European Commission Intensifies Investigation on Nike’s Business Operations in Netherlands After the Paradise Paper’s Leak


Nike’s businesses operations in Netherlands has been put under the scanner by European Commission. The commissions believes that Netherlands tax policies has given the US sports shoe brand an unfair advantage.

The commission said in a statement that the decision to start investigation in the company’s taxation history were launched after the scandalous revelations of Paradise Papers investigation by International Consortium of investigative Journalists (ICIJ). The commission said that an investigation was already underway before the Paradise Papers leak as it had received information about the faulty tax ruling practices of EU member states. It further said that the leak intensified its investigation and sought information from the Dutch authorities.

The commission which oversees competition policies of 28 member states and is responsible for maintaining healthy competition and compliance of corporate laws in EU. The commission expressed concerns about Netherland’s tax rulings on royalty payments. The issue stems from the complex business operating structures of Nike in Netherland. Nike has two companies registered in Netherland, Netherland BV and Converse Netherland BV. These companies received intellectual property rights licenses for Nike and converse products in exchange for royalty payments which are tax deductible to two other Nike companies based in Netherland but non-taxable there. If these companies had been independent, the royalties would be significantly low but the higher than normal royalties’ payments raise suspicions that the complicated structure evolved to intentionally exploit loopholes in tax regulations and evade taxes.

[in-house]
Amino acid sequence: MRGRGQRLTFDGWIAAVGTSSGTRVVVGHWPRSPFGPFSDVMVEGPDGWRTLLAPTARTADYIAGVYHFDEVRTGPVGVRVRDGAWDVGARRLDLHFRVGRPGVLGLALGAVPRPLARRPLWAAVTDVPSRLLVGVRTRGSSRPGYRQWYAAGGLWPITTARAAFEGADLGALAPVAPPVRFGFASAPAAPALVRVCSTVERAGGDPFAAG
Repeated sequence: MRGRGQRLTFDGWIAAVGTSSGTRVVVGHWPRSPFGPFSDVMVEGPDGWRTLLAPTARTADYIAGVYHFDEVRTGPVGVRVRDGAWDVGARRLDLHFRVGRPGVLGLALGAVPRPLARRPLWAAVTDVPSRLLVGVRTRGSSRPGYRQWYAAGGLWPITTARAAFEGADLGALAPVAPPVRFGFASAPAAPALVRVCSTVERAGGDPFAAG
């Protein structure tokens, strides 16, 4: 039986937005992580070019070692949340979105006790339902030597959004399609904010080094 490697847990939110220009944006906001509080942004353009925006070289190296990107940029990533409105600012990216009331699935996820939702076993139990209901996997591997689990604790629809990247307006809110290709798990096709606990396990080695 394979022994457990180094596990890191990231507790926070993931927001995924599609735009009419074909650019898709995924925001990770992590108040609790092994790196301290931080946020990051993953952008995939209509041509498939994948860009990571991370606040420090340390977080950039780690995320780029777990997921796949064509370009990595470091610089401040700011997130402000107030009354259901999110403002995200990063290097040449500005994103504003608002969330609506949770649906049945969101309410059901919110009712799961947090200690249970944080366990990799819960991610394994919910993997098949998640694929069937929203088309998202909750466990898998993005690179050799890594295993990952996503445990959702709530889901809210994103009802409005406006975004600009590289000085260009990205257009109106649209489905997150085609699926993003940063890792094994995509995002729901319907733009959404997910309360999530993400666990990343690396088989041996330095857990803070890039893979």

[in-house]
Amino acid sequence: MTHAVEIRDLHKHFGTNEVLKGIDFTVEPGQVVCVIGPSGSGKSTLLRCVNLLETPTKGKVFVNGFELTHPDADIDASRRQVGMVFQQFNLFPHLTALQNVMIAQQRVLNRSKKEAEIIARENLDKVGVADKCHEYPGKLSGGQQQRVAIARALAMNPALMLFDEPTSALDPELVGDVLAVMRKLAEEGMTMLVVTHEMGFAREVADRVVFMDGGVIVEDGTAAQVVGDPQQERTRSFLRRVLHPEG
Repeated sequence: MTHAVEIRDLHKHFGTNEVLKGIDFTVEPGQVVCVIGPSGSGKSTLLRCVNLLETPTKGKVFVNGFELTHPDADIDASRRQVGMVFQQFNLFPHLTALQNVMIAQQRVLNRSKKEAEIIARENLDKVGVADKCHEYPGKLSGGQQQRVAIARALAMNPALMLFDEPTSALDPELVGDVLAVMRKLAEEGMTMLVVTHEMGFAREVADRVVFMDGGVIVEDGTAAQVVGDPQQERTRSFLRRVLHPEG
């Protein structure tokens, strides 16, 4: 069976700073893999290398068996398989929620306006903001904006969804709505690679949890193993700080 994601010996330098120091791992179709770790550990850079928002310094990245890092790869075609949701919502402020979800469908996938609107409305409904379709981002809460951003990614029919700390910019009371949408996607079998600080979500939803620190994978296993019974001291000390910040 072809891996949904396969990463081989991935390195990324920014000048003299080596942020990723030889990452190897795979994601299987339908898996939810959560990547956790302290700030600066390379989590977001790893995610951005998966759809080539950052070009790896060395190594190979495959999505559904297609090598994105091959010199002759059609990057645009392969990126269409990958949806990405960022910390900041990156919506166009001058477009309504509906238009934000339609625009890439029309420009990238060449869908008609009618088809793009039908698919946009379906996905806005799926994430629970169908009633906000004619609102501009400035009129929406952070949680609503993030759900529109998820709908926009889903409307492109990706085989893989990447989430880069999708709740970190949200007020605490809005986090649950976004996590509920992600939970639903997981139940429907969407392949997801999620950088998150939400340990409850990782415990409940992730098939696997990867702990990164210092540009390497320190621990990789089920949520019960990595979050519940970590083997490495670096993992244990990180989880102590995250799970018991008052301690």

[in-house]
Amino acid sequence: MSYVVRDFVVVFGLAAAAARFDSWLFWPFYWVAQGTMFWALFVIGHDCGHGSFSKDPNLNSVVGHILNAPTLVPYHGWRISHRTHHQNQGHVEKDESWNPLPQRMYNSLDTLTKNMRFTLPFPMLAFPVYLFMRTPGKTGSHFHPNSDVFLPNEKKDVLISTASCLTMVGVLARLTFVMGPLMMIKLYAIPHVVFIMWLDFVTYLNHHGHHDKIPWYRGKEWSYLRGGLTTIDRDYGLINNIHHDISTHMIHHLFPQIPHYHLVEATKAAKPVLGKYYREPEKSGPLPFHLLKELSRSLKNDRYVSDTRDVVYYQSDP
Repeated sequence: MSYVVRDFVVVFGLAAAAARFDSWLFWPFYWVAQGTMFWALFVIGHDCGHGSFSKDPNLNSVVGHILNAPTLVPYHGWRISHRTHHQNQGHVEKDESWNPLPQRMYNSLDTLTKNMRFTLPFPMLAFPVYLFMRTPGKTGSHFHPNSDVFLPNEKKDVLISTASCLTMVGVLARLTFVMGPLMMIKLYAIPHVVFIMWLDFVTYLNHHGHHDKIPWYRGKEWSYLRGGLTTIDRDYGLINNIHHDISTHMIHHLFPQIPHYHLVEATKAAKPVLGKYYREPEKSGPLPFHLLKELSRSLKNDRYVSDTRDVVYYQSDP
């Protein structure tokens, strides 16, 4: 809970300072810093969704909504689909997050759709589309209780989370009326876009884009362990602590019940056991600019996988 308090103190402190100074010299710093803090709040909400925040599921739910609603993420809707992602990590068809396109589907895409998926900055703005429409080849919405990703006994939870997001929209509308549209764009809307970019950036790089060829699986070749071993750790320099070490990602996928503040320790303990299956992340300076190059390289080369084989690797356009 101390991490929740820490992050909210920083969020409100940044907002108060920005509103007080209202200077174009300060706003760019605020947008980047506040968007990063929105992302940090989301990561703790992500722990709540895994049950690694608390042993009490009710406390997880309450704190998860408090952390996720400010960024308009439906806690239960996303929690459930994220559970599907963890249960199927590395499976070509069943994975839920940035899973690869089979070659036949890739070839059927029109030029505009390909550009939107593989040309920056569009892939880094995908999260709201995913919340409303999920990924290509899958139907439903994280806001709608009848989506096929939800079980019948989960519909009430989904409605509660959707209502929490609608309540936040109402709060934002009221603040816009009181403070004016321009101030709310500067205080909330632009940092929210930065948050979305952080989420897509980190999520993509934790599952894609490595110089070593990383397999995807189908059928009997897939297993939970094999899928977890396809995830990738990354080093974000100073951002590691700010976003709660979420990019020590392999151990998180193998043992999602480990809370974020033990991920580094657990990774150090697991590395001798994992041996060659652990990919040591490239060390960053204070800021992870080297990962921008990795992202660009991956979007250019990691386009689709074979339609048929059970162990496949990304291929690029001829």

Margrethe Vestager, EU’s competition commissioner, reputed for her fierce tax rulings, said in the statement that the taxation policies of EU member should be based on sound economic realities rather than rule book enforcement to ensure that businesses don’t set up complex structures in order to reduce taxable profits and threaten competition by gaining unduly advantages.

The commission’s move to go after Nike comes after it ordered major American companies to pay millions of dollars as tax compensations. Apple was hard hit by a $16.31 billion compensation in 2016 ruling. In 2017, Amazon paid Euro 282.7 million to Luxembourg while Starbucks paid Euro 25.7 million to Netherlands in 2015. McDonald proved to be an exception after investigation into fast food company’s tax practices concluded that it received no illegal state aid.

These massive tax rulings on Apple and other big US conglomerates has earned Margrethe Vestager, a title of Competition czar and more recently ‘tax lady’ by POTUS Donald Trump as part of conversation with Jean-Claude Juncker, the European Commission president. She has reiterated that her efforts are targeted towards convoluted methods of tax avoidance and profit shifting adopted by multinational corporations.


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